Advertisement

Offshore Pharmaceutical Trials: Evidence, Economics, and Ethics

Open AccessPublished:June 05, 2018DOI:https://doi.org/10.1016/j.mayocpiqo.2018.04.002

      Abbreviations and Acronyms:

      FDA (Food and Drug Administration), IND (Investigational New Device), LMIC (Low- and middle-income country)
      Backed by a group of wealthy investors and an American university, a US pharmaceutical company recently flouted United States Food and Drug Administration (FDA) safety protections by testing an experimental herpes vaccine offshore.
      • Taylor M.
      Offshore human testing of herpes vaccine stokes debate over U.S. safety rules. Kaiser Family Foundation.
      More than 20 American patients with herpes were flown to St Kitts several times to be vaccinated.
      • Taylor M.
      Offshore human testing of herpes vaccine stokes debate over U.S. safety rules. Kaiser Family Foundation.
      By participating in a study that was not monitored by the FDA or a safety panel, patients forewent mandated layers of protection against dangerous adverse effects or even death. Indeed, 3 people in whom adverse effects developed after receiving injections of the vaccine took the matter to court in March 2018.
      • Taylor M.
      Participants in rogue herpes vaccine research take legal action. Kaiser Family Foundation.
      Although the sponsor of the offshore trials downplayed safety concerns and criticized cumbersome FDA regulations, others referred to its research as patently unethical and plainly wrong.
      Today, a growing number of American researchers have turned to developing countries to evaluate the safety and effectiveness of drugs in clinical trials.
      • U.S. National Library of Medicine
      ClinicalTrials.gov.
      A report from the Office of Inspector General of the Department of Health and Human Services found that 80% of approved marketing applications for drugs and biologics contained data from clinical trials conducted outside the United States.
      • Office of Inspector General
      Challenges to FDA’s ability to monitor and inspect foreign clinical trials. June 2010.
      Herein, we analyze this trend, and related concerns and regulations and provide recommendations.

      Why Conduct Trials Outside the United States?

      Cost is the primary reason for the trend in offshore clinical trials. The average drug requires roughly $2.6 billion to bring to market, more than half of which is spent on clinical trials.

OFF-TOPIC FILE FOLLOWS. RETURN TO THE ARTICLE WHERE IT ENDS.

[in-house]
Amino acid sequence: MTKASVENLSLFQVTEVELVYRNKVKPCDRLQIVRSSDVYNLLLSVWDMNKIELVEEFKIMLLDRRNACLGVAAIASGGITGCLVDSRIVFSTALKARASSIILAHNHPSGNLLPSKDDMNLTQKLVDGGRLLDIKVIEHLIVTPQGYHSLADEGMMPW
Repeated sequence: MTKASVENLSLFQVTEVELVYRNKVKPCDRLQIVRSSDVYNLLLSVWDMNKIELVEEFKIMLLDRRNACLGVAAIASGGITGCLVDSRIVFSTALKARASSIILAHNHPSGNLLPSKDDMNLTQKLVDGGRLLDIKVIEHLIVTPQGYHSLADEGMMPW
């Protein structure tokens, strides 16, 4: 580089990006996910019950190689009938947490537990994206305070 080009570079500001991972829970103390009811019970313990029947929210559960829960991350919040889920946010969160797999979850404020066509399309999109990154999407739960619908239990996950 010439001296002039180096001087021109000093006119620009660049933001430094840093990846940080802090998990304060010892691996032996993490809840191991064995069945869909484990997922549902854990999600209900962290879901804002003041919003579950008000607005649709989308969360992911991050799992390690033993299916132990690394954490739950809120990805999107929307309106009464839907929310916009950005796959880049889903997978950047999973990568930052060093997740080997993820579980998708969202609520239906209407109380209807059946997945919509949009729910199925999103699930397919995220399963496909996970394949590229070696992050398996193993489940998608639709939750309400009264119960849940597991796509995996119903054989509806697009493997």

• DiMasi J.A.
      • Grabowski H.G.
      • Hansen R.W.
      Innovation in the pharmaceutical industry: new estimates of R&D costs.
      A first-rate medical center in India charges one-tenth of the fee required by a second-tier American institution.
      • Garnier J.P.
      Rebuilding the R&D engine in big pharma.
      Speedy recruitment of naive patients and faster completion of trials offshore represent considerable cost savings for pharmaceutical manufactures.
      Low- and middle-income countries (LMICs) are often eager to host clinical research.
      • Ayalew K.
      FDA perspective on international clinical trials. U.S. Food & Drug Administration.
      Many of these nations require clinical trials to use patients from the host country as a prerequisite for regulatory approval or offer intellectual property protections to facilitate drug testing. Foreign governments also impose less regulatory oversight than does the US government. For-profit contract research organizations with extensive foreign connections provide another advantage for offshore testing.
      Clinical trials represent an opportunity for LMIC patients who have little or no access to either novel drugs or standard drugs in the United States that are cost-prohibitive locally.
      • Ourso A.
      Can the FDA improve oversight of foreign clinical trials? closing the information gap and moving towards a globalized regulatory scheme.
      A higher prevalence of certain diseases and lack of exposure to prescription medications make citizens of LMICs ideal, although vulnerable, study participants. Thus, a large pool of potential volunteers, together with lower research costs, facilitate recruitment, reduce time, and lower costs.

      Concerns: Ethics and Evidence of Quality

      Ethical treatment of human trial participants, particularly in countries where protections are inadequate, is a significant concern.
      • Glickman S.W.
      • McHutchison J.G.
      • Peterson E.D.
      • et al.
      Ethical and scientific implications of the globalization of clinical research.
      • Lurie P.
      • Bishaw M.
      • Chesney M.A.
      • et al.
      Ethical, behavioral, and social aspects of HIV vaccine trials in developing countries.
      Pfizer once set up a medical camp in Nigeria to offer treatment to child victims of a bacterial meningitis outbreak while testing its new antibiotic Trovan.
      • Lenzer J.